Attorney General William Barr claimed in an NBC News interview on Tuesday that former President Barack Obama posed the “greatest danger” to democracy in the 2016 election — not Russia.
Appearing a day after FBI Director Christopher Wray defended his department on ABC News, Barr railed against his own department’s inspector general report, which concluded that the FBI did not “spy” on the Trump campaign and was justified in launching an investigation into its ties to Russia.
NBC News reporter Pete Williams pressed Barr on why he characterized the opening of the Russia investigation as “flimsy” — despite Inspector General Michael Horowitz’s finding the FBI had an “authorized purpose” to initiate the probe. Williams said one could argue the FBI had an imperative to investigate the Trump campaign over evidence of ties to Russian interference, given “there could be a threat to our political process.”
Barr responded by suggesting that Obama’s FBI investigating the Trump campaign posed a greater threat to democracy in the United States than Russian interference in a fair and free election.
“I think, probably, from a civil liberties standpoint, the greatest danger to our free system is that the incumbent government used the apparatus of the state — principally, the law enforcement agencies and the intelligence agencies — both to spy on political opponents. But as to use them in a way that could affect the outcome of the election,” Barr alleged. “As far as I’m aware, this is the first time in history that this has been done to a presidential campaign.”
Barr also claimed that the FBI may have opened the investigation in “bad faith” and insisted that Trump’s campaign was “clearly spied upon” in spite of Horowitz’s nearly two-year investigation which found no such evidence.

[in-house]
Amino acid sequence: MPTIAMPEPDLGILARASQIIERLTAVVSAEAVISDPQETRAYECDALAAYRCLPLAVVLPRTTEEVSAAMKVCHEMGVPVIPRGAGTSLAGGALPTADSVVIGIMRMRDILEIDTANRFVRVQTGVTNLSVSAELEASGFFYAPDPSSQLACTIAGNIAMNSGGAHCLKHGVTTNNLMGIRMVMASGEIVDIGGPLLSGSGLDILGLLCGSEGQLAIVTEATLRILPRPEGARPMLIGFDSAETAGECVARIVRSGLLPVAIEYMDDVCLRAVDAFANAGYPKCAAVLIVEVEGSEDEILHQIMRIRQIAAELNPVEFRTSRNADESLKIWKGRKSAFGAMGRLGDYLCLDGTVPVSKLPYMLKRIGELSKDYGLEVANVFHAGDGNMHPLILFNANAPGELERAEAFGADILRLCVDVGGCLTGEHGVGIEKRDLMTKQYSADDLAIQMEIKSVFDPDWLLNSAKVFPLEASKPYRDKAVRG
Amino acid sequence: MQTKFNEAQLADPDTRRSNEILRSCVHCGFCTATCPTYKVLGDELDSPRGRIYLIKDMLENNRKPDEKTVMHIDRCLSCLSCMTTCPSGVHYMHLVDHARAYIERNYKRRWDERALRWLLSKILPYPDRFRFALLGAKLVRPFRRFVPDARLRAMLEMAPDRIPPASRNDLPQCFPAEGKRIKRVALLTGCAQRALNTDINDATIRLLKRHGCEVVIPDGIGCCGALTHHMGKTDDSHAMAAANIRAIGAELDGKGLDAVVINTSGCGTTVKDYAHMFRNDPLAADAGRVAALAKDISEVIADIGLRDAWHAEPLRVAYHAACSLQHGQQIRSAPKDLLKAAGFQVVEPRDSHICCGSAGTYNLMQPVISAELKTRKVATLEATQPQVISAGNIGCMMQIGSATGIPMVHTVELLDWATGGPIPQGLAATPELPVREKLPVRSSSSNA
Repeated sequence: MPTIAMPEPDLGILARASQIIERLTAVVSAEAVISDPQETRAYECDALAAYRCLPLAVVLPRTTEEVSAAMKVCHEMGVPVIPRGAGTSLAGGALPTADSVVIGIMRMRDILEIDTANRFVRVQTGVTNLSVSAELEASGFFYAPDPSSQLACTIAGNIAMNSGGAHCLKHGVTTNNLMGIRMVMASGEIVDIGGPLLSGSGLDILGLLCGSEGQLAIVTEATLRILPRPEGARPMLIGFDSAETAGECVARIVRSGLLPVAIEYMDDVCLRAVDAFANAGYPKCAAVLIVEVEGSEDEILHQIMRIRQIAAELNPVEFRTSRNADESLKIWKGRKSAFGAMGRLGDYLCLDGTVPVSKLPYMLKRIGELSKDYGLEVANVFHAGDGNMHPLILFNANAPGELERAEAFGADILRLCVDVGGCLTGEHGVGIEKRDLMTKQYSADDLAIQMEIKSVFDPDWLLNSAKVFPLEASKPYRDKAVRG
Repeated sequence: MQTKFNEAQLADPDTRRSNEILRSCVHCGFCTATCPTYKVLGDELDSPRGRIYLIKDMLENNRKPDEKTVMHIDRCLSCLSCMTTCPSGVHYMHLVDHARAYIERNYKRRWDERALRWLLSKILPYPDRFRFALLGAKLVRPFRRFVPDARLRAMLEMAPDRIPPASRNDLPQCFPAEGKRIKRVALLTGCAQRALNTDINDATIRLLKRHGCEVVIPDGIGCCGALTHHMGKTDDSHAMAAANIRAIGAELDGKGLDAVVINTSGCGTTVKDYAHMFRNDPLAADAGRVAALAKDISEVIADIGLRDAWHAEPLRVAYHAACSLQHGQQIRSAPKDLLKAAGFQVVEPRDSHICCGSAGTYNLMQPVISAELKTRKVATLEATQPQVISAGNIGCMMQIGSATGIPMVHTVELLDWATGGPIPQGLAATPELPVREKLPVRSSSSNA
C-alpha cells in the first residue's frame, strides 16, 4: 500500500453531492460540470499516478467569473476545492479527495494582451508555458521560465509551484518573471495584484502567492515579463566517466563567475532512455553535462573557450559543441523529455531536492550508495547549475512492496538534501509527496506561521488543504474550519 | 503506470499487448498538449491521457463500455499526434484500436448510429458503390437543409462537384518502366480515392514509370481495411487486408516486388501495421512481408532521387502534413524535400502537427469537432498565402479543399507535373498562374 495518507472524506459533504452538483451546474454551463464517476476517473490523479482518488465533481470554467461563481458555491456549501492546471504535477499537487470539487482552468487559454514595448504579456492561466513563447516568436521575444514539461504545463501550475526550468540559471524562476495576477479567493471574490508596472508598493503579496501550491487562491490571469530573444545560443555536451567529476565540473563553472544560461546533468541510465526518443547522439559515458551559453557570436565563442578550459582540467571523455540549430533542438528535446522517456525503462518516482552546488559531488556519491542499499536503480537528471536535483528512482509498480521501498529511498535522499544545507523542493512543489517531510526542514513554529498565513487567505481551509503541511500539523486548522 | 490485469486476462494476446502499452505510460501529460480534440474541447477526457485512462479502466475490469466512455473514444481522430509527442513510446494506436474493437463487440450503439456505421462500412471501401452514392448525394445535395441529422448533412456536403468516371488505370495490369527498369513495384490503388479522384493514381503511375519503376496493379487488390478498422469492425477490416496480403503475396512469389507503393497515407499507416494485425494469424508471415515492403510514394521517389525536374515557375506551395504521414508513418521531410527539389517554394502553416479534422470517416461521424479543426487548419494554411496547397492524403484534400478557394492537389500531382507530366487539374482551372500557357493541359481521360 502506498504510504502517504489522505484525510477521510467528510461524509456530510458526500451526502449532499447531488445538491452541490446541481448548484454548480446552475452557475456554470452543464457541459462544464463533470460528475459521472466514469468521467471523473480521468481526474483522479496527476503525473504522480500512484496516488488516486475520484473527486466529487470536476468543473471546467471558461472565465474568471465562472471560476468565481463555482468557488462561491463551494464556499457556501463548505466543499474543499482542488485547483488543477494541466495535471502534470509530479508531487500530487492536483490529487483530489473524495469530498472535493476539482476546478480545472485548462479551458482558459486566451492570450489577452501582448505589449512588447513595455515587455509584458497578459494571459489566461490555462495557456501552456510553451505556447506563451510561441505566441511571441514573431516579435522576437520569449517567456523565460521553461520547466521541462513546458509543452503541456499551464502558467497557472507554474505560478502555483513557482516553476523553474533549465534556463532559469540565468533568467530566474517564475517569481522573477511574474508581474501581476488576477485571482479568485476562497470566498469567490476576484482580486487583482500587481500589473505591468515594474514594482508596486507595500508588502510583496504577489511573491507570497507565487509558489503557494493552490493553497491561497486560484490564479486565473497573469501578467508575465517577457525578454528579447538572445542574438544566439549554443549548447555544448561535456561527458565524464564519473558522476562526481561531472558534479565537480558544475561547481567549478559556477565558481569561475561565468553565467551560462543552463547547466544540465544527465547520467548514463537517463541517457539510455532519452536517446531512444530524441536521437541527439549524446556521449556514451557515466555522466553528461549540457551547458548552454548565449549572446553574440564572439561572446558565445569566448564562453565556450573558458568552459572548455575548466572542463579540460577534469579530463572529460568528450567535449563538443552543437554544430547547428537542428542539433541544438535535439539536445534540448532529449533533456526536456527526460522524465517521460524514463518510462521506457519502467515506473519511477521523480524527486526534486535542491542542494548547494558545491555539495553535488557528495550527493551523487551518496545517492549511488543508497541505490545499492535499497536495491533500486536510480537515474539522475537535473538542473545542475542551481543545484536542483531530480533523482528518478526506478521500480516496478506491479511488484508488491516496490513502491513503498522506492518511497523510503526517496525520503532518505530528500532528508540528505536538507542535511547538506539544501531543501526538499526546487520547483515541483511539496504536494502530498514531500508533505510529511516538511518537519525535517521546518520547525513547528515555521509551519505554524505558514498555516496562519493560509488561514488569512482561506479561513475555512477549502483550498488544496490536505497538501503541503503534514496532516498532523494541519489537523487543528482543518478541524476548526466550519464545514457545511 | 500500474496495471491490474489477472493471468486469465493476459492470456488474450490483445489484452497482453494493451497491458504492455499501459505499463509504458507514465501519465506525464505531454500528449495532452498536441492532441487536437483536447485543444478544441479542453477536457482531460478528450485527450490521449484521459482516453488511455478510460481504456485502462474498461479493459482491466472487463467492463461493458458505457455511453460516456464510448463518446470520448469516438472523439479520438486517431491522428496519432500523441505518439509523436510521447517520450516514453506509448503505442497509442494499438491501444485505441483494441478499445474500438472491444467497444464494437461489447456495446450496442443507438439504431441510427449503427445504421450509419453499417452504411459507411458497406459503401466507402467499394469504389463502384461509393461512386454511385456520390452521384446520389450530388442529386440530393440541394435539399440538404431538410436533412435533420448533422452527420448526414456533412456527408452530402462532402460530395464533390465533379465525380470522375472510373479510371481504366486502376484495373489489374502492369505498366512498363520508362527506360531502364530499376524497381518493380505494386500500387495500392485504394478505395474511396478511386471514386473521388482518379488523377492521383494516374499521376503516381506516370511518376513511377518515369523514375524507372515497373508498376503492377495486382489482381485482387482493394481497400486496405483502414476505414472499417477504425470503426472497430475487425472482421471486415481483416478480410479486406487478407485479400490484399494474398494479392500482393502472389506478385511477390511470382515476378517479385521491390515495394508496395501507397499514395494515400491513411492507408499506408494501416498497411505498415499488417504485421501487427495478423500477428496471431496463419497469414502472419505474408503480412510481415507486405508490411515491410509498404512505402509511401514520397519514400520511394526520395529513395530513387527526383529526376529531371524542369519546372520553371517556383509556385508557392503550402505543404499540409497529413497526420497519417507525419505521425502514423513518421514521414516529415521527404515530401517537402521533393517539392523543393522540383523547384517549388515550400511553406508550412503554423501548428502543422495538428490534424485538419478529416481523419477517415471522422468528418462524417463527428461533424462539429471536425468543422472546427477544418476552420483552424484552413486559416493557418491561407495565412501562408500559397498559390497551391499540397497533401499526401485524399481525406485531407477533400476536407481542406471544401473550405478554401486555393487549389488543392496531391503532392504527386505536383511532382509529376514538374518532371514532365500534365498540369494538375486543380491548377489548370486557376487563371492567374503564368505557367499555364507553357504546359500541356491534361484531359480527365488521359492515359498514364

"The greatest danger to our free system is that the incumbent government used the apparatus of the state … both to spy on political opponents, but also to use them in a way that could affect the outcome of the election."
Attorney General Barr reacts to the IG report: pic.twitter.com/KVcppvrruN
— BlazeTV (@BlazeTV) December 10, 2019
He also downplayed the Trump campaign’s hundreds of contacts with Russian officials, insisting that “presidential campaigns are frequently in contact with foreign persons.”
Barr’s comments were criticized by Sen. Mark Warner, D-Va., the vice chair of the Senate Intelligence Committee.
“Barr is acting in incredibly bad faith,” tweeted Warner. “With this revisionist campaign to undermine a thorough, two-year IG investigation, the Attorney General is once again substituting partisan rhetoric for politically inconvenient facts.”
“We cannot overstate the damage Bill Barr is doing to the rule of law,” added Rep. David Cicilline, D-R.I., who sits on the House Judiciary Committee.
“Barr’s accusation that the career men and women at the FBI were acting in bad faith a day after a comprehensive investigation failed to find that is a new low,” former Justice Department spokesman Matthew Miller said. “Just sheer partisan hackery.”